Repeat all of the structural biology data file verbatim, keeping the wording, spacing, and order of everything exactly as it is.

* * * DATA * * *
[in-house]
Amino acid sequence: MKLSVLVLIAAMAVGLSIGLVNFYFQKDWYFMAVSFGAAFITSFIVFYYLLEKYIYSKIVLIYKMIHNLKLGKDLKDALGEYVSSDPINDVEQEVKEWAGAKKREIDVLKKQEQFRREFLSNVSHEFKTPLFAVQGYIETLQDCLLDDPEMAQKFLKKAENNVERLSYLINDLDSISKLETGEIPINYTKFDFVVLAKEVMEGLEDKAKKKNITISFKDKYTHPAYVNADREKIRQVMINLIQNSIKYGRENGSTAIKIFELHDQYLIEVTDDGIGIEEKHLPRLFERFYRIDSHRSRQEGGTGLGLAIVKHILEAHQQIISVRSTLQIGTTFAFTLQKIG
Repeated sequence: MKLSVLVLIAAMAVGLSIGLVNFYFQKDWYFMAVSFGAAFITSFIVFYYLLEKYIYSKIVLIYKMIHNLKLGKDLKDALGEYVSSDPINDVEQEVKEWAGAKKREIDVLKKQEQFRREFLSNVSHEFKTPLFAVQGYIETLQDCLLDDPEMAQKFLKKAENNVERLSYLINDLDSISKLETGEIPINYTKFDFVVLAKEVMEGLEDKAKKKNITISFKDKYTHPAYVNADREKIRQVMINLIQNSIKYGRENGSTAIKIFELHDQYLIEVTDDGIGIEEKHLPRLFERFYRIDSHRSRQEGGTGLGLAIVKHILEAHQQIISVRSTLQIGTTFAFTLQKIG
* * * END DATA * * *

[in-house]
Amino acid sequence: MKLSVLVLIAAMAVGLSIGLVNFYFQKDWYFMAVSFGAAFITSFIVFYYLLEKYIYSKIVLIYKMIHNLKLGKDLKDALGEYVSSDPINDVEQEVKEWAGAKKREIDVLKKQEQFRREFLSNVSHEFKTPLFAVQGYIETLQDCLLDDPEMAQKFLKKAENNVERLSYLINDLDSISKLETGEIPINYTKFDFVVLAKEVMEGLEDKAKKKNITISFKDKYTHPAYVNADREKIRQVMINLIQNSIKYGRENGSTAIKIFELHDQYLIEVTDDGIGIEEKHLPRLFERFYRIDSHRSRQEGGTGLGLAIVKHILEAHQQIISVRSTLQIGTTFAFTLQKIG
Repeated sequence: MKLSVLVLIAAMAVGLSIGLVNFYFQKDWYFMAVSFGAAFITSFIVFYYLLEKYIYSKIVLIYKMIHNLKLGKDLKDALGEYVSSDPINDVEQEVKEWAGAKKREIDVLKKQEQFRREFLSNVSHEFKTPLFAVQGYIETLQDCLLDDPEMAQKFLKKAENNVERLSYLINDLDSISKLETGEIPINYTKFDFVVLAKEVMEGLEDKAKKKNITISFKDKYTHPAYVNADREKIRQVMINLIQNSIKYGRENGSTAIKIFELHDQYLIEVTDDGIGIEEKHLPRLFERFYRIDSHRSRQEGGTGLGLAIVKHILEAHQQIISVRSTLQIGTTFAFTLQKIG